What aspects of a drug checking service are important in a high-cost drug market?
Excellent models exist for drug checking services internationally, however, there are substantial differences across jurisdictions that may create barriers to use of these service models. For example, the Australian drug market differs substantially from other countries, particularly in relation to substance cost. We examined effects of different aspects of ‘costs’ of services on willingness of Australians to engage with drug checking.
Internet study of 515 adult Australians that had used ‘ecstasy’ in the past year. We used a behavioural economic approach, examining the impact of different costs (financial, drug sample and time) on willingness to engage with a service. Two studies examined different service types: festival onsite services providing four differing levels of detail about drug (qualitative vs quantitative for MDMA only and/or for all drug components); service types (festival on-site, delayed city site, fixed site, mail service). The Health Beliefs model was included to understand correlates of service engagement.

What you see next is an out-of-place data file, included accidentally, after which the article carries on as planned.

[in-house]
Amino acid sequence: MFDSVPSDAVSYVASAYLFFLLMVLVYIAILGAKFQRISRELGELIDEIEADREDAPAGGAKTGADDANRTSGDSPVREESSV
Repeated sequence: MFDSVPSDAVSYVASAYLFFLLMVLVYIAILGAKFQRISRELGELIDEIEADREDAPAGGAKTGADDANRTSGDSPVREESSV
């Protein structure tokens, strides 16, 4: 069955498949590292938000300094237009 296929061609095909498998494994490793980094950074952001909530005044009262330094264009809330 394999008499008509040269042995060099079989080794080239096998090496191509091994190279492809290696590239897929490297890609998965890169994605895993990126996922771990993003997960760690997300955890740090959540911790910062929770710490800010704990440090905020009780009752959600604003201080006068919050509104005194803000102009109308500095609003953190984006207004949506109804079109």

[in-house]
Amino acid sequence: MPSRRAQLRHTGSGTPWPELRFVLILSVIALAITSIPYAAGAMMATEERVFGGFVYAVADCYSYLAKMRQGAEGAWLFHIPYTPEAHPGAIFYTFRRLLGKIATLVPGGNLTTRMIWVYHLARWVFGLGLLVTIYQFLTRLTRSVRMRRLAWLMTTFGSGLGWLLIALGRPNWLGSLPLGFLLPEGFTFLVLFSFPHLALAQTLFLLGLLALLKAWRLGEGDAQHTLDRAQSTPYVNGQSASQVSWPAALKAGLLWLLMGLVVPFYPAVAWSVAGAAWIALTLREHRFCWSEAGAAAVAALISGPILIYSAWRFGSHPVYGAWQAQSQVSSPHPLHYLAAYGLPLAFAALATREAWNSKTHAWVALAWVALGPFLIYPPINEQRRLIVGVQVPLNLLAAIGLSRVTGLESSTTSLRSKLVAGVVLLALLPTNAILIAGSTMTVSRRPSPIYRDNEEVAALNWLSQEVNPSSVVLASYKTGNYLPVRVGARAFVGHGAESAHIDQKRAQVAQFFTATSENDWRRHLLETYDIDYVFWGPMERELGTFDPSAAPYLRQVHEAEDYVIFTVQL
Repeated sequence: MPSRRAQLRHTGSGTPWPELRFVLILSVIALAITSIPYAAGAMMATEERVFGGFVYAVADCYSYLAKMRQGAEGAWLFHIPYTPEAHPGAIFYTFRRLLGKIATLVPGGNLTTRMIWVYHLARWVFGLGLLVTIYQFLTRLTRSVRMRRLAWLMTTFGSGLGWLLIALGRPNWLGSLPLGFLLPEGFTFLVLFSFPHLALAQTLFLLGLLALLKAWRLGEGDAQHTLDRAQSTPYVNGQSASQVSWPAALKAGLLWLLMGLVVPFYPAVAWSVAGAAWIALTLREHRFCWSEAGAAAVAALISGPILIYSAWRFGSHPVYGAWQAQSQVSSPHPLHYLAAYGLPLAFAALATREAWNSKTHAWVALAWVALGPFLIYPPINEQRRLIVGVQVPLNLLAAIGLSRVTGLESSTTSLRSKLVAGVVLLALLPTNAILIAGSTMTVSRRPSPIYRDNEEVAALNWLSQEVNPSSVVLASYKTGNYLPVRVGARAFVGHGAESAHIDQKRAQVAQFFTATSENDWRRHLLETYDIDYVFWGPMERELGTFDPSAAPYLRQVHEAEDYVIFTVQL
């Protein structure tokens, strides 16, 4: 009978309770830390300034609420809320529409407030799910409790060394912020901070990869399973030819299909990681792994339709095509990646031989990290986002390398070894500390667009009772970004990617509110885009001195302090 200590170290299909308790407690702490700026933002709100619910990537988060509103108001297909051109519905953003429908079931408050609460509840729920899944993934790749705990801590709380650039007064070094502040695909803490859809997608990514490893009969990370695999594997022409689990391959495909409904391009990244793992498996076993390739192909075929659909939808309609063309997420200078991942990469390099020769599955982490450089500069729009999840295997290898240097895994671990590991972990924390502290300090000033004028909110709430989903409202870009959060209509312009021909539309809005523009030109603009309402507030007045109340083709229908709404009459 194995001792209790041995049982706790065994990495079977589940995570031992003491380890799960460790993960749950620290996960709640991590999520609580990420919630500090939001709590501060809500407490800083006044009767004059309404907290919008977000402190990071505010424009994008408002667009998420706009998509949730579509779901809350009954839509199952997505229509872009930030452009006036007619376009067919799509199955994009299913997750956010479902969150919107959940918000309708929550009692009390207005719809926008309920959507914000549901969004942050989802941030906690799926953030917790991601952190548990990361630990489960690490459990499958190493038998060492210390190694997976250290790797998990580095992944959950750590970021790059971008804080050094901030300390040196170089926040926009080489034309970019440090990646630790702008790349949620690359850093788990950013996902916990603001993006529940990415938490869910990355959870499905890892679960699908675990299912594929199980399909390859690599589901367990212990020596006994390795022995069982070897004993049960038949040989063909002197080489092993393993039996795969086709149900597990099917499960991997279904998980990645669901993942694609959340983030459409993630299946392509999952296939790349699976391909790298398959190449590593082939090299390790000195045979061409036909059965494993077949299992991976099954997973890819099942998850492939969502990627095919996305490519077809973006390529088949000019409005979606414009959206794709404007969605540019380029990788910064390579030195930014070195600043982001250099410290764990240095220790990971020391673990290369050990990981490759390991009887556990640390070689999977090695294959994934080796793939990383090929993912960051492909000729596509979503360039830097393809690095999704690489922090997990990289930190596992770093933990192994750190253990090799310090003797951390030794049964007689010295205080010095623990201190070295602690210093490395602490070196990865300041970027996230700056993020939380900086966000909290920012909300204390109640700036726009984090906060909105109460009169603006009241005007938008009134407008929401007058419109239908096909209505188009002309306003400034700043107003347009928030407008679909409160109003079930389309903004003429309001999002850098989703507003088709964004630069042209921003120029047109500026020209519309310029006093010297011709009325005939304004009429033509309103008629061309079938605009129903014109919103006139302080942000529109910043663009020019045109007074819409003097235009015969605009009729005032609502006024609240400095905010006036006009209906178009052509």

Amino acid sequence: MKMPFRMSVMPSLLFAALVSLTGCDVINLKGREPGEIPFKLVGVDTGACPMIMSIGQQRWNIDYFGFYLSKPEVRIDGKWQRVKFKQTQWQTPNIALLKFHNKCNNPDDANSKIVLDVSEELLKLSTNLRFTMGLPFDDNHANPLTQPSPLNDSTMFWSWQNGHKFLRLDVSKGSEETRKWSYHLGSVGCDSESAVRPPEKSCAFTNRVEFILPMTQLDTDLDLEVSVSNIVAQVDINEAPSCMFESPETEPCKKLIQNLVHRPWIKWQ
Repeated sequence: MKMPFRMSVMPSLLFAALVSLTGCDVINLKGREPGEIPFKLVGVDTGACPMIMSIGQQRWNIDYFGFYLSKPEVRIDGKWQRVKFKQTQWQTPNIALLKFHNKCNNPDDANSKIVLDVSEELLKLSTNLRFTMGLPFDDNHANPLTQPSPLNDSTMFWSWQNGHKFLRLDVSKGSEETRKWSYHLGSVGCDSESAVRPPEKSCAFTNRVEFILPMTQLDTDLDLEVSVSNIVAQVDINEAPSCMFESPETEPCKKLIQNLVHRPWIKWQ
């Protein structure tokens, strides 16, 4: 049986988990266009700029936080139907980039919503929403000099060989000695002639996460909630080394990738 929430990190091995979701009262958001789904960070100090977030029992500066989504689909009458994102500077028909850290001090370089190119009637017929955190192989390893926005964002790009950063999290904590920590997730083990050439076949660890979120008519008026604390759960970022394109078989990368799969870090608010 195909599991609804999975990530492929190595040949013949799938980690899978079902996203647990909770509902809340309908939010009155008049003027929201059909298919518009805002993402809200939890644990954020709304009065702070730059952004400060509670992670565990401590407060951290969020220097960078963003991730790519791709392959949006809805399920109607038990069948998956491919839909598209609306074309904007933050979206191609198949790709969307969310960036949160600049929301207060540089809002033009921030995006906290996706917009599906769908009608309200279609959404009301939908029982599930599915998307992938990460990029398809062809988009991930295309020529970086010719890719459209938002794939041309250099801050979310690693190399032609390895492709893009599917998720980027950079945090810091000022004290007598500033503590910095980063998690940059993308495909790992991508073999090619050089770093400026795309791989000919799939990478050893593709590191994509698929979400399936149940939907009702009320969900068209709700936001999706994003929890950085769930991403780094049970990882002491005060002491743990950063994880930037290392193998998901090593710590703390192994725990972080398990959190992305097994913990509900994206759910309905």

There were no significant differences in willingness to engage with any of the service types examined. However, willingness to engage was highly sensitive to costs, with service prices of $14, drug samples of 40% of a pill, and for festival onsite services wait times of longer than 35 minutes reducing willingness to engage to 50%. Lower perceived barriers (e.g. embarrassment, confidentiality) and higher perceived benefit predicted greater willingness to engage but higher perceived susceptibility to harm from drugs was not significantly associated with engagement.
People who consume ecstasy in Australia are enthusiastic about drug checking but this is highly sensitive to service cost. This may be a particularly important barrier to service engagement in countries where substances such as MDMA are more expensive relative to Western Europe. Health intervention campaigns should focus on highlighting service accessibility and benefits than potential harms from substance consumption. No funding was received for this project.